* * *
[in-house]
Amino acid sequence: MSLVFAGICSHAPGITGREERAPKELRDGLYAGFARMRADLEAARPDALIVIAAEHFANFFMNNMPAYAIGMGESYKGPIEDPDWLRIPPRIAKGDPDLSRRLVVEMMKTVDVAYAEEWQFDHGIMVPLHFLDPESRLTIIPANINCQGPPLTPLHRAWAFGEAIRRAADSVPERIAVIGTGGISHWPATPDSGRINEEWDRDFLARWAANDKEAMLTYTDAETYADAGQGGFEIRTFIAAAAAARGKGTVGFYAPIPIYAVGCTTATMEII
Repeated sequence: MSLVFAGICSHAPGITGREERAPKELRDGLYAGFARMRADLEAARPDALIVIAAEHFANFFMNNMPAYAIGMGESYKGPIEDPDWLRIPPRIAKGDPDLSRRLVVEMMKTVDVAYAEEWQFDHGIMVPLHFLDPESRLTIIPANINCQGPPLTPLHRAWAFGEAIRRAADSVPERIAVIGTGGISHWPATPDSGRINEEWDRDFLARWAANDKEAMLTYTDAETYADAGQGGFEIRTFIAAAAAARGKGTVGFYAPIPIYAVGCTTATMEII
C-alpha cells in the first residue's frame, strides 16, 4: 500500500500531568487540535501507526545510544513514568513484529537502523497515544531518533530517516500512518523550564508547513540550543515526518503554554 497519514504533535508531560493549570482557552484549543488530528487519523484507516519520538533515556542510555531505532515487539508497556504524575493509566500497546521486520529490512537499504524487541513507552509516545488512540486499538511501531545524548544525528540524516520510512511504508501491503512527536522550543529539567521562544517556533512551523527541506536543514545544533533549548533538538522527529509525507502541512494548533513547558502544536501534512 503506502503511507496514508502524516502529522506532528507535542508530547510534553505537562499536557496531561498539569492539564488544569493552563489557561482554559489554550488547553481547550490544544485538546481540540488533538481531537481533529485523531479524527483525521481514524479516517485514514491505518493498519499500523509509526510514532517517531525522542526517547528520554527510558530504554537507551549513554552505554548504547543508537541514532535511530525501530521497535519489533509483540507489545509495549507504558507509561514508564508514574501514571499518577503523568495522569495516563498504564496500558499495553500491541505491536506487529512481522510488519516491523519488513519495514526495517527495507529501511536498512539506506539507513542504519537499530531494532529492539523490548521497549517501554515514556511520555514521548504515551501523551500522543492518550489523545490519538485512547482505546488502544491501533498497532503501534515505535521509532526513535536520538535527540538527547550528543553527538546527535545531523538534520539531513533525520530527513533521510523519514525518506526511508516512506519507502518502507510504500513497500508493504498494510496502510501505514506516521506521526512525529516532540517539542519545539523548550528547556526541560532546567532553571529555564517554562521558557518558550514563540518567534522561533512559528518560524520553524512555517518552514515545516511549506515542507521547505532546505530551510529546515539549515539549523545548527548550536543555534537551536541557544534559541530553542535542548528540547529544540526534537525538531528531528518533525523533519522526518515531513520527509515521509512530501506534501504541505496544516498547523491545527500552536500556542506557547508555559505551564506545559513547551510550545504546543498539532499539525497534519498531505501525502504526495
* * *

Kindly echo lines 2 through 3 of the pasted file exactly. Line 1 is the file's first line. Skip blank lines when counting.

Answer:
Amino acid sequence: MSLVFAGICSHAPGITGREERAPKELRDGLYAGFARMRADLEAARPDALIVIAAEHFANFFMNNMPAYAIGMGESYKGPIEDPDWLRIPPRIAKGDPDLSRRLVVEMMKTVDVAYAEEWQFDHGIMVPLHFLDPESRLTIIPANINCQGPPLTPLHRAWAFGEAIRRAADSVPERIAVIGTGGISHWPATPDSGRINEEWDRDFLARWAANDKEAMLTYTDAETYADAGQGGFEIRTFIAAAAAARGKGTVGFYAPIPIYAVGCTTATMEII
Repeated sequence: MSLVFAGICSHAPGITGREERAPKELRDGLYAGFARMRADLEAARPDALIVIAAEHFANFFMNNMPAYAIGMGESYKGPIEDPDWLRIPPRIAKGDPDLSRRLVVEMMKTVDVAYAEEWQFDHGIMVPLHFLDPESRLTIIPANINCQGPPLTPLHRAWAFGEAIRRAADSVPERIAVIGTGGISHWPATPDSGRINEEWDRDFLARWAANDKEAMLTYTDAETYADAGQGGFEIRTFIAAAAAARGKGTVGFYAPIPIYAVGCTTATMEII